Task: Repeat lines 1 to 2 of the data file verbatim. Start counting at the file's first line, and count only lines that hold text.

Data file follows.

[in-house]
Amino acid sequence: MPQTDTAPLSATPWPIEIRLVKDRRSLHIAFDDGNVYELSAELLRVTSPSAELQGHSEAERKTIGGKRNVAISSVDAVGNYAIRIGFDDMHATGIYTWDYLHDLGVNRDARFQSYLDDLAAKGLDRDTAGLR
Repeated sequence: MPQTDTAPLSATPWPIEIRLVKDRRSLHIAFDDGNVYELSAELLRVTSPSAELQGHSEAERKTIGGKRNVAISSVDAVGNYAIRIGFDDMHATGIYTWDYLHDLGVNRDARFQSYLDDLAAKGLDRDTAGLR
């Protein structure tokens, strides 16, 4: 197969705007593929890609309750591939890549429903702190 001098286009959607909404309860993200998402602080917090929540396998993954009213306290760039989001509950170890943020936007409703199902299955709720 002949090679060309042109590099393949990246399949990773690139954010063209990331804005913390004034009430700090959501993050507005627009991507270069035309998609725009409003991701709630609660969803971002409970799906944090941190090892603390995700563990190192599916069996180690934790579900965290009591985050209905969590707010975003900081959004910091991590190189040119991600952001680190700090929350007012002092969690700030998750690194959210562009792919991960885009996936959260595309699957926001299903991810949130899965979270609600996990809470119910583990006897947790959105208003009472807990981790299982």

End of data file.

[in-house]
Amino acid sequence: MPQTDTAPLSATPWPIEIRLVKDRRSLHIAFDDGNVYELSAELLRVTSPSAELQGHSEAERKTIGGKRNVAISSVDAVGNYAIRIGFDDMHATGIYTWDYLHDLGVNRDARFQSYLDDLAAKGLDRDTAGLR